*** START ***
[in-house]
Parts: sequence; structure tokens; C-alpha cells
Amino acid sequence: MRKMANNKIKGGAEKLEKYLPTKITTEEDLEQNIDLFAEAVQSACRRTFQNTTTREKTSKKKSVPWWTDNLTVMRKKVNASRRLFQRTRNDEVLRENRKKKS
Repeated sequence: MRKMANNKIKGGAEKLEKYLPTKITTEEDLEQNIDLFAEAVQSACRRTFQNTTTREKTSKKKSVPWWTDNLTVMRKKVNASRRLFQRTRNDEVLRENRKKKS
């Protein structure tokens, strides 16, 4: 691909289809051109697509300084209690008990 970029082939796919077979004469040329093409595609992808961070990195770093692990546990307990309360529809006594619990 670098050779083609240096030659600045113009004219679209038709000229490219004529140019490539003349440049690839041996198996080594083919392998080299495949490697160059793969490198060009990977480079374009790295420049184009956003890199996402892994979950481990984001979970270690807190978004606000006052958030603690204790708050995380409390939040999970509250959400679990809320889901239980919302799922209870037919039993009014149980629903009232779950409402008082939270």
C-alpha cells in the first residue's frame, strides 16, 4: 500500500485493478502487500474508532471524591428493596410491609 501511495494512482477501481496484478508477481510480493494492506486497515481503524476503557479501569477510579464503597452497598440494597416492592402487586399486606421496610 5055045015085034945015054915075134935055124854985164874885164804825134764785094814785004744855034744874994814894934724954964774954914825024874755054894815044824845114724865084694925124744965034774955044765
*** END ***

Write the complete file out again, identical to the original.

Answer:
[in-house]
Parts: sequence; structure tokens; C-alpha cells
Amino acid sequence: MRKMANNKIKGGAEKLEKYLPTKITTEEDLEQNIDLFAEAVQSACRRTFQNTTTREKTSKKKSVPWWTDNLTVMRKKVNASRRLFQRTRNDEVLRENRKKKS
Repeated sequence: MRKMANNKIKGGAEKLEKYLPTKITTEEDLEQNIDLFAEAVQSACRRTFQNTTTREKTSKKKSVPWWTDNLTVMRKKVNASRRLFQRTRNDEVLRENRKKKS
């Protein structure tokens, strides 16, 4: 691909289809051109697509300084209690008990 970029082939796919077979004469040329093409595609992808961070990195770093692990546990307990309360529809006594619990 670098050779083609240096030659600045113009004219679209038709000229490219004529140019490539003349440049690839041996198996080594083919392998080299495949490697160059793969490198060009990977480079374009790295420049184009956003890199996402892994979950481990984001979970270690807190978004606000006052958030603690204790708050995380409390939040999970509250959400679990809320889901239980919302799922209870037919039993009014149980629903009232779950409402008082939270």
C-alpha cells in the first residue's frame, strides 16, 4: 500500500485493478502487500474508532471524591428493596410491609 501511495494512482477501481496484478508477481510480493494492506486497515481503524476503557479501569477510579464503597452497598440494597416492592402487586399486606421496610 5055045015085034945015054915075134935055124854985164874885164804825134764785094814785004744855034744874994814894934724954964774954914825024874755054894815044824845114724865084694925124744965034774955044765